The reason I’m so proud of the Torpedo Mystery is that it’s a great device for showing the reader what it’s like to be a mid-level officer on a warship. In the “real” world, officers are more than a battlestation; they lead teams of enlisted personnel that you don’t see on the bridge set. They’re managers and administrators as well as warfighters. One of the things I hoped to bring to Valiant Dust was a certain sense of, well, authenticity about what sort of things a lieutenant worried about in between furious battles and exotic adventures. There aren’t many SF stories that touch on things like maintenance records or logistics chains or an XO asking you why you’re taking weekends off when you haven’t yet solved a problem no one reasonably could be expected to solve. For just a few short scenes in Valiant Dust, you get to experience a less-than-glamorous but absolutely honest part of being a shipboard officer.
(A true story from my own service: One day while standing watch as officer of the deck, I was surprised to hear the pop-pop-pop of gunshots from the bridge wing. I stepped outside and discovered the captain with a .45, taking potshots at seagulls. Well, okay, it’s his ship, and if he wanted to sign out a pistol from the armory and give himself a few rounds for “training” I figured it wasn’t my place to protest. But shortly after I got off watch, I encountered my ship’s gunnery officer in a passageway. “Hey, Kurt,” I said. “Just so you know, the captain fired off a couple dozen pistol rounds on the bridge wing this morning.”
“You’re kidding,” Kurt said, gaping in astonishment. “Son of a —!”
You see, any time you expend ammunition on board a ship, you have to file something called an ATR, or ammo transaction report. It’s a form that requires several hours of painstaking work, even for something as minor as a few rounds of pistol ammo, and it’s up to the gunnery officer to fill it out. Oh, and it must be turned in within 24 hours. The captain’s idle interest in a little target practice had just wrecked the rest of Kurt’s day—and I’m sure the seagulls didn’t appreciate it either, although I didn’t see any get hit. ATRs are the sort of thing we like to gloss over when we’re writing stories about roaming the stars and meeting the enemy in furious battle. Sometimes, though, that’s what the job is.)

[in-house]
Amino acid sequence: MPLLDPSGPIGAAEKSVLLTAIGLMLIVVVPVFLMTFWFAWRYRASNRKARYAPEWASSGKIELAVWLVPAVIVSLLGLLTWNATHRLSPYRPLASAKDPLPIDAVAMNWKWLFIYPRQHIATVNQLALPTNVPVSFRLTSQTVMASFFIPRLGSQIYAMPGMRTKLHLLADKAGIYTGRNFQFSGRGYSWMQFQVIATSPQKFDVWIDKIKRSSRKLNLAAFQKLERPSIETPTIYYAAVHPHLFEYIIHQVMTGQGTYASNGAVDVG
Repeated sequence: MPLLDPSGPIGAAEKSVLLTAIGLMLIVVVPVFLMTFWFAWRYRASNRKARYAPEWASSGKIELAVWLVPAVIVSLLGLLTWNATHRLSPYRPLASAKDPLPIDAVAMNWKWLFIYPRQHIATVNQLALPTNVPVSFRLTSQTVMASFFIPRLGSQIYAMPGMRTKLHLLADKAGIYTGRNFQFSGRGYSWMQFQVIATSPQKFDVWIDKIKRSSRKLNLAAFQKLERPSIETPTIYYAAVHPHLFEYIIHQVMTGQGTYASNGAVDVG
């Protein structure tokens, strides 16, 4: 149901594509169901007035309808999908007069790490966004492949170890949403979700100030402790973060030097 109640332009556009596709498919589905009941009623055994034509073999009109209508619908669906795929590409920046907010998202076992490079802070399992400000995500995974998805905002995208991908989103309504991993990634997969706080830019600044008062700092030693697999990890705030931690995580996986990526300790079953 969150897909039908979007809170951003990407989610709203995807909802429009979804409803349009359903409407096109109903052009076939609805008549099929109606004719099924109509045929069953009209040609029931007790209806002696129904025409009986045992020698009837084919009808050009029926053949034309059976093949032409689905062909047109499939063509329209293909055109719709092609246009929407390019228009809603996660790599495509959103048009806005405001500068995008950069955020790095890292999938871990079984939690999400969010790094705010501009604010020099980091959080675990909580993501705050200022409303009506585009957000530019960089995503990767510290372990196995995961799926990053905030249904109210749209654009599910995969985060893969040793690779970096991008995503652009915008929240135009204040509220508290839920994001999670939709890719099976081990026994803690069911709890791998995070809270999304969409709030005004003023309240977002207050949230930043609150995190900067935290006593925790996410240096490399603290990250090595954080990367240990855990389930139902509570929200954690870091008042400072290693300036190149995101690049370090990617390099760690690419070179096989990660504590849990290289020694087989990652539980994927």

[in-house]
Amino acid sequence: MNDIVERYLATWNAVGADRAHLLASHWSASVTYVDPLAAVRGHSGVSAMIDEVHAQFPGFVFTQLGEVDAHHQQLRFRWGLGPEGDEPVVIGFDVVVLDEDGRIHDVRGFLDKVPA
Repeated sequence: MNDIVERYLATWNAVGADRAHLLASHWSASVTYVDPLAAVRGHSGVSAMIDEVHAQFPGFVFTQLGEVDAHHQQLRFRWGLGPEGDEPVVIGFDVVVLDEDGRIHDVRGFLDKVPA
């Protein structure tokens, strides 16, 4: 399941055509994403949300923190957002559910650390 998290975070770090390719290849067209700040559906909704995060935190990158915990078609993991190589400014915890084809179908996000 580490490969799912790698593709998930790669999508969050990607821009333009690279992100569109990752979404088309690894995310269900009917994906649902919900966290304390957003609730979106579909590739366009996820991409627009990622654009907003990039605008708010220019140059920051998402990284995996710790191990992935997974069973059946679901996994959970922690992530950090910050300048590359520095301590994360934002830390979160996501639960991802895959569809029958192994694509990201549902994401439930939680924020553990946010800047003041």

Okay, back to Sikander North and Valiant Dust. The Torpedo Mystery is a lot more interesting than filling out some timely paperwork, I promise. It’s a key obstacle in the path of Sikander’s success on board his new ship and a serious point of contention between him and his new team. Plus, the details of the mystery say some important things about the technology of the setting, military routine, and the readiness level of a star navy that hasn’t had to fight a war in a long time.
The process of solving the Torpedo Mystery winds up being pretty important to cementing Sikander’s place in Hector’s wardroom, and it even comes up again in the desperate space battle at the climax of the story. But it’s not the sort of problem I see in other military SF stories, which is why it’s my favorite bit of the story—or one of them, anyway.
A former United States Navy officer and a well-known game designer, Richard Baker is the author of thirteen novels, including the New York Times bestseller Condemnation and the highly acclaimed The Last Mythal trilogy. Valiant Dust marks his first original military sci-fi novel. Rich is a lifelong devotee of science fiction and fantasy, a history enthusiast (particularly military history), and an avid fan of games of all kinds. He lives in the Seattle area with his wife, Kim, and their daughters Alex and Hannah.